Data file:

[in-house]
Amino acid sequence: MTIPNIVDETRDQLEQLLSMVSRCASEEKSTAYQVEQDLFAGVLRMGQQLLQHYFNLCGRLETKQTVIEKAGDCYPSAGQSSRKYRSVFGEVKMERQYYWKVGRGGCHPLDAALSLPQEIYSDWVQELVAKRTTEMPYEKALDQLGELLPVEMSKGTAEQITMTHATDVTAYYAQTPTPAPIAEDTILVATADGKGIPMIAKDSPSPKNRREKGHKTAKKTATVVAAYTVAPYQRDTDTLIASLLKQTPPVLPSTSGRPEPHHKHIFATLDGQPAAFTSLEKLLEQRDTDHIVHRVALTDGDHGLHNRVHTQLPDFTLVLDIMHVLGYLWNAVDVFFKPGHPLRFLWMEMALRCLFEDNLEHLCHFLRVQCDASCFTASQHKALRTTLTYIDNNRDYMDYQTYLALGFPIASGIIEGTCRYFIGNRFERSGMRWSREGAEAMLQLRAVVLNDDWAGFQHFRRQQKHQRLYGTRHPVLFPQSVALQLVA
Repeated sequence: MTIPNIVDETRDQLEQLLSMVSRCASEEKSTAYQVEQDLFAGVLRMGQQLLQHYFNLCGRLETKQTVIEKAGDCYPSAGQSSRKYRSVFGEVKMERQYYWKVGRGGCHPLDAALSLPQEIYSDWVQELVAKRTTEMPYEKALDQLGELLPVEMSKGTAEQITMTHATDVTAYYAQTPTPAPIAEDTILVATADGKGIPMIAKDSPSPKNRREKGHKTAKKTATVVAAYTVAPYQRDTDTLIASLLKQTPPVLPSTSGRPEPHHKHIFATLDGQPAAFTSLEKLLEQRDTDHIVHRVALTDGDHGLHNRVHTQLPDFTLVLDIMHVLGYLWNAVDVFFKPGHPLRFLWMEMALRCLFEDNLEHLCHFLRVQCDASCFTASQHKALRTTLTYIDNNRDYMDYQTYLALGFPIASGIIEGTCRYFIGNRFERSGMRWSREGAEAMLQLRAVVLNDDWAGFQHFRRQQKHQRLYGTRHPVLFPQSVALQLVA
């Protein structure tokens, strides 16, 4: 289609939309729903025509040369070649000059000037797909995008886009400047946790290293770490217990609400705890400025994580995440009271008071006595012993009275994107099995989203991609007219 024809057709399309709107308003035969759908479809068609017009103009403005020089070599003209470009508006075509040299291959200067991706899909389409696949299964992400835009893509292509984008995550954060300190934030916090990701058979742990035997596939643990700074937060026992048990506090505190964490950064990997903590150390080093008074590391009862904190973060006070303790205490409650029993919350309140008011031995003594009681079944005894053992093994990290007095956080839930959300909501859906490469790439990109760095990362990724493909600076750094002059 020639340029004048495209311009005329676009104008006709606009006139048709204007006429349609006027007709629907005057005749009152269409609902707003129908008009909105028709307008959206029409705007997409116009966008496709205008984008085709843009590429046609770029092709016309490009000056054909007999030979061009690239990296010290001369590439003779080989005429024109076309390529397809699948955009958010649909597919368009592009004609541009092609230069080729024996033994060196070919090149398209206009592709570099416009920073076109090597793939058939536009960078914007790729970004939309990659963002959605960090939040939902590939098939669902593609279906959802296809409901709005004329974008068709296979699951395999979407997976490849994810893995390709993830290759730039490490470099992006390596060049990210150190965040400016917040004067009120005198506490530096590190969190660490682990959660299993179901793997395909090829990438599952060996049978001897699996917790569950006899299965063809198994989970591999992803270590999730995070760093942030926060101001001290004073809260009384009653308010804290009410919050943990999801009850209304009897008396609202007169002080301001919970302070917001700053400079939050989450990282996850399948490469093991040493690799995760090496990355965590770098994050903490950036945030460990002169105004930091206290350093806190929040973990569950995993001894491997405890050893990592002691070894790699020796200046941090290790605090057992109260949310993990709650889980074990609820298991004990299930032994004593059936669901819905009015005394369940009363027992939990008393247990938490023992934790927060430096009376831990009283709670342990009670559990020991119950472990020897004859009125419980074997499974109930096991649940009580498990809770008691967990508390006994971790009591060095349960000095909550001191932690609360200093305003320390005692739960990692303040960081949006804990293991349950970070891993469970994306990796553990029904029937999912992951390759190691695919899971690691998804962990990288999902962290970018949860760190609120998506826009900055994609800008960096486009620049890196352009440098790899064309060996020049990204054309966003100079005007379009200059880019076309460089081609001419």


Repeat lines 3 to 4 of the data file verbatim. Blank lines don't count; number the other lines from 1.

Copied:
Repeated sequence: MTIPNIVDETRDQLEQLLSMVSRCASEEKSTAYQVEQDLFAGVLRMGQQLLQHYFNLCGRLETKQTVIEKAGDCYPSAGQSSRKYRSVFGEVKMERQYYWKVGRGGCHPLDAALSLPQEIYSDWVQELVAKRTTEMPYEKALDQLGELLPVEMSKGTAEQITMTHATDVTAYYAQTPTPAPIAEDTILVATADGKGIPMIAKDSPSPKNRREKGHKTAKKTATVVAAYTVAPYQRDTDTLIASLLKQTPPVLPSTSGRPEPHHKHIFATLDGQPAAFTSLEKLLEQRDTDHIVHRVALTDGDHGLHNRVHTQLPDFTLVLDIMHVLGYLWNAVDVFFKPGHPLRFLWMEMALRCLFEDNLEHLCHFLRVQCDASCFTASQHKALRTTLTYIDNNRDYMDYQTYLALGFPIASGIIEGTCRYFIGNRFERSGMRWSREGAEAMLQLRAVVLNDDWAGFQHFRRQQKHQRLYGTRHPVLFPQSVALQLVA
């Protein structure tokens, strides 16, 4: 289609939309729903025509040369070649000059000037797909995008886009400047946790290293770490217990609400705890400025994580995440009271008071006595012993009275994107099995989203991609007219 024809057709399309709107308003035969759908479809068609017009103009403005020089070599003209470009508006075509040299291959200067991706899909389409696949299964992400835009893509292509984008995550954060300190934030916090990701058979742990035997596939643990700074937060026992048990506090505190964490950064990997903590150390080093008074590391009862904190973060006070303790205490409650029993919350309140008011031995003594009681079944005894053992093994990290007095956080839930959300909501859906490469790439990109760095990362990724493909600076750094002059 020639340029004048495209311009005329676009104008006709606009006139048709204007006429349609006027007709629907005057005749009152269409609902707003129908008009909105028709307008959206029409705007997409116009966008496709205008984008085709843009590429046609770029092709016309490009000056054909007999030979061009690239990296010290001369590439003779080989005429024109076309390529397809699948955009958010649909597919368009592009004609541009092609230069080729024996033994060196070919090149398209206009592709570099416009920073076109090597793939058939536009960078914007790729970004939309990659963002959605960090939040939902590939098939669902593609279906959802296809409901709005004329974008068709296979699951395999979407997976490849994810893995390709993830290759730039490490470099992006390596060049990210150190965040400016917040004067009120005198506490530096590190969190660490682990959660299993179901793997395909090829990438599952060996049978001897699996917790569950006899299965063809198994989970591999992803270590999730995070760093942030926060101001001290004073809260009384009653308010804290009410919050943990999801009850209304009897008396609202007169002080301001919970302070917001700053400079939050989450990282996850399948490469093991040493690799995760090496990355965590770098994050903490950036945030460990002169105004930091206290350093806190929040973990569950995993001894491997405890050893990592002691070894790699020796200046941090290790605090057992109260949310993990709650889980074990609820298991004990299930032994004593059936669901819905009015005394369940009363027992939990008393247990938490023992934790927060430096009376831990009283709670342990009670559990020991119950472990020897004859009125419980074997499974109930096991649940009580498990809770008691967990508390006994971790009591060095349960000095909550001191932690609360200093305003320390005692739960990692303040960081949006804990293991349950970070891993469970994306990796553990029904029937999912992951390759190691695919899971690691998804962990990288999902962290970018949860760190609120998506826009900055994609800008960096486009620049890196352009440098790899064309060996020049990204054309966003100079005007379009200059880019076309460089081609001419």